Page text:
Referring now to FIG. 8, an enlarged fragmentary sectional view of a portion of the tube 60 is illustrated therein with portions broken away to better illustrate the interior thereof. As noted in FIG. 9, the tube 60 has inner and outer surfaces 61 and 62 respectively, which interior and exterior surfaces are illustrated as having irregularities (greatly exaggerated) in their outer contour. The irregularities in the wall structure are caused by extremely short lengths of fibers 63 suspended or entrapped and intermeshed throughout the tube, as well as bubbles, pockets or cells which are due, as previously explained, to the release of the foaming or blowing agent in the heating stages of the extruder 40. It should be noted that the random orientation of the fibers helps create, in part, a fibrous lattice network which aids in the formation of a tough, yet resilient tube.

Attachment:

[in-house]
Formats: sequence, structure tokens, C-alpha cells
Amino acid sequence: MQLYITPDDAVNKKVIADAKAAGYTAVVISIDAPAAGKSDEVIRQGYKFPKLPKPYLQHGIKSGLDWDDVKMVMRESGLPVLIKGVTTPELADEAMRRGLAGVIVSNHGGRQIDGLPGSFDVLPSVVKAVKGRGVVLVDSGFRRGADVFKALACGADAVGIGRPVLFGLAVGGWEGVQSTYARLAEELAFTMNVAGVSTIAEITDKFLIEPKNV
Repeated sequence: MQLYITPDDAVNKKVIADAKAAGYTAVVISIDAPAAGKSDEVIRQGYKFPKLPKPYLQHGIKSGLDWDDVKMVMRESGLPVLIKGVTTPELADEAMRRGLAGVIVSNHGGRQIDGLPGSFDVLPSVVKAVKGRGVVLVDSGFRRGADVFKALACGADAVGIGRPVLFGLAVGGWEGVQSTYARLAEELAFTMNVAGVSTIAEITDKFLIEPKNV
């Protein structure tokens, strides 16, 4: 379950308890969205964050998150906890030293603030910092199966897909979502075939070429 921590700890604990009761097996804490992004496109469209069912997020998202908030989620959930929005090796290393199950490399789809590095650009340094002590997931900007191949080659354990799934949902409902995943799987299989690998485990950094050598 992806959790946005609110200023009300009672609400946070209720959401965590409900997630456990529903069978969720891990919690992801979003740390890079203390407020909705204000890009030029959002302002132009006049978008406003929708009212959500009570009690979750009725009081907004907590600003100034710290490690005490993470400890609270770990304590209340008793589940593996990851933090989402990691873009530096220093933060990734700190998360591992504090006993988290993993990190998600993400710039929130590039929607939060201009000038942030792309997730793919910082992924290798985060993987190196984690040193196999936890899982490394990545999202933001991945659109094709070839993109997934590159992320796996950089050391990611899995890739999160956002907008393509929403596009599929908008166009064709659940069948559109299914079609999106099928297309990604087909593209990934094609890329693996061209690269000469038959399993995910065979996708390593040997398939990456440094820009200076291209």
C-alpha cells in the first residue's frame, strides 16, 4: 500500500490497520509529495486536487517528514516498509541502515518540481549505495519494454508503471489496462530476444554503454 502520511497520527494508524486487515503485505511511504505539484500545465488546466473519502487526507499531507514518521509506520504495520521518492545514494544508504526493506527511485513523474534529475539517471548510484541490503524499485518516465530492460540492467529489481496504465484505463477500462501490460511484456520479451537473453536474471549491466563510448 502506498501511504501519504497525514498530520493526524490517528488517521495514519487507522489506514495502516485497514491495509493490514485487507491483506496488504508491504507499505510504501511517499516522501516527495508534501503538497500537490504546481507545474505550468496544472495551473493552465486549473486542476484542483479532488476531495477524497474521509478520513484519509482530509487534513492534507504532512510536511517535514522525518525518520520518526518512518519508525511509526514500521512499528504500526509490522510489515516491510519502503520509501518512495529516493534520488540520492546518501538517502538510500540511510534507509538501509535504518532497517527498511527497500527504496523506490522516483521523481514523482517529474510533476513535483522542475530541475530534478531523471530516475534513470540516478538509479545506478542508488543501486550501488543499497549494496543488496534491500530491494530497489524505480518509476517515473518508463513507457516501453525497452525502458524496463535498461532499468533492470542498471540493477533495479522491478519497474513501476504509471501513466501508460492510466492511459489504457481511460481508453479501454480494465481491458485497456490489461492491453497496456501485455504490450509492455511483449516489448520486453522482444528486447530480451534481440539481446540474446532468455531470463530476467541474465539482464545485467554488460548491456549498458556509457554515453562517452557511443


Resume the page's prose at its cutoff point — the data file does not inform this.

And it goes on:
Because of thernoplastics inherent quality of non-deterioration and because of the selection of waste material containing chemicals as heretofore described in order to obtain an end product exhibited elastomeric properties, the thermoplastic tube lends itself to use as a filler for braided or the like rugs. Such a rug is illustrated in FIG. 12, in the present instance the rug comprises a spiral wound figure eight braid, the adjacent portions of which are stitched to form a braided rug.
Of course, although the description of the rug 70 as set forth hereinafter utilizes a figure eight braid, a single braid having a filler 60 such as heretofore described is equally applicable in forming braided rugs.